Well, it's not mere weight and gristle,
You must also play the game,
Or the referee may whistle
And you'll have yourself to blame
If you get a free kick where you don't expect the same.

Although the new name “caught on” so quickly in Britain, its acceptance in New Zealand was much slower. Seddon, for instance, with that political opportunism which both irritated and amused his opponents, followed up each victory with congratulatory cablegrams addressed to “the colony's football team” (mid-October) or “the New Zealand football team” (4 December). The newspapers were equally tardy in adopting the term but by 21 November the New Zealand Herald referred to the “Triumphal March of the Blacks”. A few weeks later (6 December) it headed a column “ ‘All Black’ Gossip”; editorially, however, it always used the more formal term, “New Zealand Footballers”. Thus on 5 March 1906, the day of the team's arrival at Auckland, the Herald editorially acclaimed the “New Zealand Footballers”, but on the following day it headed its report of the official function of welcome with a bold double-column caption “Return of the All Blacks”. Meanwhile, throughout the country special shop window displays and feature advertisements “to mark the return of the All Blacks” suddenly appeared. The “All Blacks” had indeed arrived.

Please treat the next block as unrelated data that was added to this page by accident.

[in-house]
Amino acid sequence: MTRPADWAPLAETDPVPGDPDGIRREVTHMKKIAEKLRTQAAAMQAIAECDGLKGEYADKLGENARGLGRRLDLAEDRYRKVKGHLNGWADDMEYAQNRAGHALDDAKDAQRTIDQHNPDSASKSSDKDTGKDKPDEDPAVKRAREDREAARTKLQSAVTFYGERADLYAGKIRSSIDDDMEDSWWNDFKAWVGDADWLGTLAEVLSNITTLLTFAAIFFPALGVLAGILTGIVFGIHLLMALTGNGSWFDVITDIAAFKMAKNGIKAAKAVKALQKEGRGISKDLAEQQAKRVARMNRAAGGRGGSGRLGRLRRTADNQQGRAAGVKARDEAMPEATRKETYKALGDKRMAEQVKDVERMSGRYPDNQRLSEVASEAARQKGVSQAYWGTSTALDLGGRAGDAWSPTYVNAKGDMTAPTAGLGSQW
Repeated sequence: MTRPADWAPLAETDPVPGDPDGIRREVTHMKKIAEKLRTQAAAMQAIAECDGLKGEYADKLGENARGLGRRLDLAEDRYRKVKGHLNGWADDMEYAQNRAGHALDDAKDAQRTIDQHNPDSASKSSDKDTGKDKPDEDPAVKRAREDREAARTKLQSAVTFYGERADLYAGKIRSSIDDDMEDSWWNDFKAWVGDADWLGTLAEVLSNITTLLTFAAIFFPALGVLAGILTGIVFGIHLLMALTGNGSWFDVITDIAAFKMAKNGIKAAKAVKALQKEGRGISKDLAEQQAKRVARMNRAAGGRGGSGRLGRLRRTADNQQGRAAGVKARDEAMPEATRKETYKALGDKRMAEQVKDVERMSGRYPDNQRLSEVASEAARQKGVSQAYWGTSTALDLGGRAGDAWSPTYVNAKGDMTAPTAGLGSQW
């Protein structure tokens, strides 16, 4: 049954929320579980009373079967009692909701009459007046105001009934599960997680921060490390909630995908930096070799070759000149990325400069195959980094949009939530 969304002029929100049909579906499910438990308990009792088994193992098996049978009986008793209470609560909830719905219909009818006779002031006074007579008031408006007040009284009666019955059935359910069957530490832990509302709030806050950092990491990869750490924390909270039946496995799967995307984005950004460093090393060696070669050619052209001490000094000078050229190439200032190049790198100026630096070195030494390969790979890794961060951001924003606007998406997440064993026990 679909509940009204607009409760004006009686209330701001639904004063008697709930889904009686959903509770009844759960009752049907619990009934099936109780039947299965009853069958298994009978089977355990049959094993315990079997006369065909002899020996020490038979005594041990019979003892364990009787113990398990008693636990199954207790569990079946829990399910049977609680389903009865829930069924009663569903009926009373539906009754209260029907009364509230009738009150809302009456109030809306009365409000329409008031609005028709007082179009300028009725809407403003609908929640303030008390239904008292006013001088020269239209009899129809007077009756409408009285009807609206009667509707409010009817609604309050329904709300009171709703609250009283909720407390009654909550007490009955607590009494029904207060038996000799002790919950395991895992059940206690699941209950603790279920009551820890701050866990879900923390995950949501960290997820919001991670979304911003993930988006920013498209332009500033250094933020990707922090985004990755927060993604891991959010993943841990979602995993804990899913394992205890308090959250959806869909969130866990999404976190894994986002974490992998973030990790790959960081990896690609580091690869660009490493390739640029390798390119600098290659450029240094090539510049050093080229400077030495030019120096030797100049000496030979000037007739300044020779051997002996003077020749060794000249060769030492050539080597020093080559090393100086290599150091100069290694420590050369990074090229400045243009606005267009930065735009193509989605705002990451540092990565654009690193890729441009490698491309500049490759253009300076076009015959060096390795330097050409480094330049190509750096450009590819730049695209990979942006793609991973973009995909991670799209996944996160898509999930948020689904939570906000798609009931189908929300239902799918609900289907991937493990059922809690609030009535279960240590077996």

1905 tour

The title of 'The Originals' was bestowed on the 1905/6 team to your Britain, France and Canada, which arrived home to an official welcome befitting conquering heroes.

Pre-tour games:

Aucklands   3 - 9 Won July 1st, 1905

Such was the state of the finances prior to setting sale for England that the NZRFU haisily organized a three match tour of Australia to raise funds. Thereby 19 New Zealaners went to Australia just 2 weeks prior to leaving on the tour (8-15 July).

New South Wales   0 - 19 Won July 8th, 1905
Sydney Metropolitan   3 - 23 Won July 12th, 1905
New South Wales   8 - 8 Drew July 15th, 1905

Also some additional pre-tour matches were planned:

Dunedin       July 22nd, 1905
Christchurch       July 27th, 1905
Wellington       July29th, 1905

The team departed for England aboard the Rimutaka on 30 July. There were two ports of call on the way, Montevideo, and Tenerife, before their eventual arrival in Plymouth, England.

 
Opponent For Against Date Location
Devon 55 4 16 September 1905 Exeter
Cornwall 41 0 21 September 1905 Camborne
Bristol 41 0 23 September 1905 Bristol
Northampton 32 0 28 September 1905 Northampton
Leicester 28 0 1 October 1905 Leicester
Middlesex 34 0 4 October 1905 Stamford Bridge
Durham 16 3 7 October 1905 Durham
Hartlepool Clubs 63 0 11 October 1905 Hartlepool
Northumberland 31 0 14 October 1905 North Shields
Gloucester 44 0 19 October 1905 Gloucester
Somerset 23 0 21 October 1905 Taunton